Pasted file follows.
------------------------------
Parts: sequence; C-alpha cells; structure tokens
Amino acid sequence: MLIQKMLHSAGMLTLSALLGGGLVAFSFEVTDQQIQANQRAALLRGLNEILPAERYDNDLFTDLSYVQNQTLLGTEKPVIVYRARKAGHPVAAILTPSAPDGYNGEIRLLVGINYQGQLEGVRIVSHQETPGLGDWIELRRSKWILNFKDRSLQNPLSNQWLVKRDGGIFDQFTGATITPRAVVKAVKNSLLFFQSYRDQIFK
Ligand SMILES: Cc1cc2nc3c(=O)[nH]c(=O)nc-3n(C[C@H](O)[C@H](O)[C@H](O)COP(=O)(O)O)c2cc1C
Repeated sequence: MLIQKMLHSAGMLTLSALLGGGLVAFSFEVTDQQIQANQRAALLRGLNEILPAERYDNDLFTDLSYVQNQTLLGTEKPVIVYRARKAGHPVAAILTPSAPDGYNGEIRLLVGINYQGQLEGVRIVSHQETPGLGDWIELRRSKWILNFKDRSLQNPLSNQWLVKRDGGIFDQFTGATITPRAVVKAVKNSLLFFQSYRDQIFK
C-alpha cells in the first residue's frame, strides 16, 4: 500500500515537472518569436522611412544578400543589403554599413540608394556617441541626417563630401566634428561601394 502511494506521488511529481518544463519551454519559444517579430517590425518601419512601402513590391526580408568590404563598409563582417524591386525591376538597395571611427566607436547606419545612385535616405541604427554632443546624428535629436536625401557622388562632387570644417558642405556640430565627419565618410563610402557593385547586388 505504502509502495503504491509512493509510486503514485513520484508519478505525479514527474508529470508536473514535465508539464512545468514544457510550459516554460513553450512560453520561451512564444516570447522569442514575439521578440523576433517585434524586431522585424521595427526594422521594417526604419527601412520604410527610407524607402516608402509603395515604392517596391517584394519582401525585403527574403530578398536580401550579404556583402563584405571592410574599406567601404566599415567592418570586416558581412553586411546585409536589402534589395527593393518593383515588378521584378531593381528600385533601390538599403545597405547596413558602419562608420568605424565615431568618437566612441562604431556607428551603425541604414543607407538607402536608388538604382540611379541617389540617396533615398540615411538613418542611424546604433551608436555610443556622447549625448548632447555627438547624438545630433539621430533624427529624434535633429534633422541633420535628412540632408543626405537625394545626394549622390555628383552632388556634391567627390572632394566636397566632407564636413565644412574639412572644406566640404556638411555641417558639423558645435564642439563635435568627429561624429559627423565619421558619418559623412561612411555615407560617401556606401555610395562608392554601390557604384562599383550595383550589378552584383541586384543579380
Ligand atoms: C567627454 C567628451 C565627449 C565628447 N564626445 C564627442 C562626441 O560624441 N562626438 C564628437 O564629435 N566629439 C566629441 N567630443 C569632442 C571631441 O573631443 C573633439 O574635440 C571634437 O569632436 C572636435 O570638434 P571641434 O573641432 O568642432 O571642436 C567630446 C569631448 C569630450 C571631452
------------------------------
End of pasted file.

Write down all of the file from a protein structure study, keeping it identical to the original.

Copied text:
Parts: sequence; C-alpha cells; structure tokens
Amino acid sequence: MLIQKMLHSAGMLTLSALLGGGLVAFSFEVTDQQIQANQRAALLRGLNEILPAERYDNDLFTDLSYVQNQTLLGTEKPVIVYRARKAGHPVAAILTPSAPDGYNGEIRLLVGINYQGQLEGVRIVSHQETPGLGDWIELRRSKWILNFKDRSLQNPLSNQWLVKRDGGIFDQFTGATITPRAVVKAVKNSLLFFQSYRDQIFK
Ligand SMILES: Cc1cc2nc3c(=O)[nH]c(=O)nc-3n(C[C@H](O)[C@H](O)[C@H](O)COP(=O)(O)O)c2cc1C
Repeated sequence: MLIQKMLHSAGMLTLSALLGGGLVAFSFEVTDQQIQANQRAALLRGLNEILPAERYDNDLFTDLSYVQNQTLLGTEKPVIVYRARKAGHPVAAILTPSAPDGYNGEIRLLVGINYQGQLEGVRIVSHQETPGLGDWIELRRSKWILNFKDRSLQNPLSNQWLVKRDGGIFDQFTGATITPRAVVKAVKNSLLFFQSYRDQIFK
C-alpha cells in the first residue's frame, strides 16, 4: 500500500515537472518569436522611412544578400543589403554599413540608394556617441541626417563630401566634428561601394 502511494506521488511529481518544463519551454519559444517579430517590425518601419512601402513590391526580408568590404563598409563582417524591386525591376538597395571611427566607436547606419545612385535616405541604427554632443546624428535629436536625401557622388562632387570644417558642405556640430565627419565618410563610402557593385547586388 505504502509502495503504491509512493509510486503514485513520484508519478505525479514527474508529470508536473514535465508539464512545468514544457510550459516554460513553450512560453520561451512564444516570447522569442514575439521578440523576433517585434524586431522585424521595427526594422521594417526604419527601412520604410527610407524607402516608402509603395515604392517596391517584394519582401525585403527574403530578398536580401550579404556583402563584405571592410574599406567601404566599415567592418570586416558581412553586411546585409536589402534589395527593393518593383515588378521584378531593381528600385533601390538599403545597405547596413558602419562608420568605424565615431568618437566612441562604431556607428551603425541604414543607407538607402536608388538604382540611379541617389540617396533615398540615411538613418542611424546604433551608436555610443556622447549625448548632447555627438547624438545630433539621430533624427529624434535633429534633422541633420535628412540632408543626405537625394545626394549622390555628383552632388556634391567627390572632394566636397566632407564636413565644412574639412572644406566640404556638411555641417558639423558645435564642439563635435568627429561624429559627423565619421558619418559623412561612411555615407560617401556606401555610395562608392554601390557604384562599383550595383550589378552584383541586384543579380
Ligand atoms: C567627454 C567628451 C565627449 C565628447 N564626445 C564627442 C562626441 O560624441 N562626438 C564628437 O564629435 N566629439 C566629441 N567630443 C569632442 C571631441 O573631443 C573633439 O574635440 C571634437 O569632436 C572636435 O570638434 P571641434 O573641432 O568642432 O571642436 C567630446 C569631448 C569630450 C571631452